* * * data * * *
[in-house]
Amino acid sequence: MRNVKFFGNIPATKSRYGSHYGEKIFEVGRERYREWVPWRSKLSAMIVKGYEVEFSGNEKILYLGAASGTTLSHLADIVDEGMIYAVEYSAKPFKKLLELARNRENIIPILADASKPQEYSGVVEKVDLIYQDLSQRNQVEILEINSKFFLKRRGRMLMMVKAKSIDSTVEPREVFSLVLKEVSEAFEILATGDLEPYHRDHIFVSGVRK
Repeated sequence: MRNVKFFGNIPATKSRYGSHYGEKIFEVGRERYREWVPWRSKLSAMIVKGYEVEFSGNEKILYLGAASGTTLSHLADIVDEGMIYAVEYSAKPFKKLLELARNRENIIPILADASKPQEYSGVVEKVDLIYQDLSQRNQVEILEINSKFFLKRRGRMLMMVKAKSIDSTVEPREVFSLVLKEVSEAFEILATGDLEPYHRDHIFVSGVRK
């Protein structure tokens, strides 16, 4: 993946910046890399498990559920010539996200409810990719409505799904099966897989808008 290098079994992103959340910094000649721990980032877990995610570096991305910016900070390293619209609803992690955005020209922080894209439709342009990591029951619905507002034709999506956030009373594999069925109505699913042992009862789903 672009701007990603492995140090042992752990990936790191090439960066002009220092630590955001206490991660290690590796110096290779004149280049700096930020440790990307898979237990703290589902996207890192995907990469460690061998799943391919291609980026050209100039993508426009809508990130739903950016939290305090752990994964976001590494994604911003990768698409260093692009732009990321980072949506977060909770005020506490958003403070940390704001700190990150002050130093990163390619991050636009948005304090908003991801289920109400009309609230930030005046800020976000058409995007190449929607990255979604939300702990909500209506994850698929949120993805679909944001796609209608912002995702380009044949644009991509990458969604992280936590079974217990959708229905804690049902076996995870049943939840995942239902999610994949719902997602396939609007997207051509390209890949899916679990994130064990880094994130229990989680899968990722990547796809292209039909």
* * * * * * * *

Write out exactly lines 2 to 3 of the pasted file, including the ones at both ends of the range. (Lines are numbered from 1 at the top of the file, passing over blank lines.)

Amino acid sequence: MRNVKFFGNIPATKSRYGSHYGEKIFEVGRERYREWVPWRSKLSAMIVKGYEVEFSGNEKILYLGAASGTTLSHLADIVDEGMIYAVEYSAKPFKKLLELARNRENIIPILADASKPQEYSGVVEKVDLIYQDLSQRNQVEILEINSKFFLKRRGRMLMMVKAKSIDSTVEPREVFSLVLKEVSEAFEILATGDLEPYHRDHIFVSGVRK
Repeated sequence: MRNVKFFGNIPATKSRYGSHYGEKIFEVGRERYREWVPWRSKLSAMIVKGYEVEFSGNEKILYLGAASGTTLSHLADIVDEGMIYAVEYSAKPFKKLLELARNRENIIPILADASKPQEYSGVVEKVDLIYQDLSQRNQVEILEINSKFFLKRRGRMLMMVKAKSIDSTVEPREVFSLVLKEVSEAFEILATGDLEPYHRDHIFVSGVRK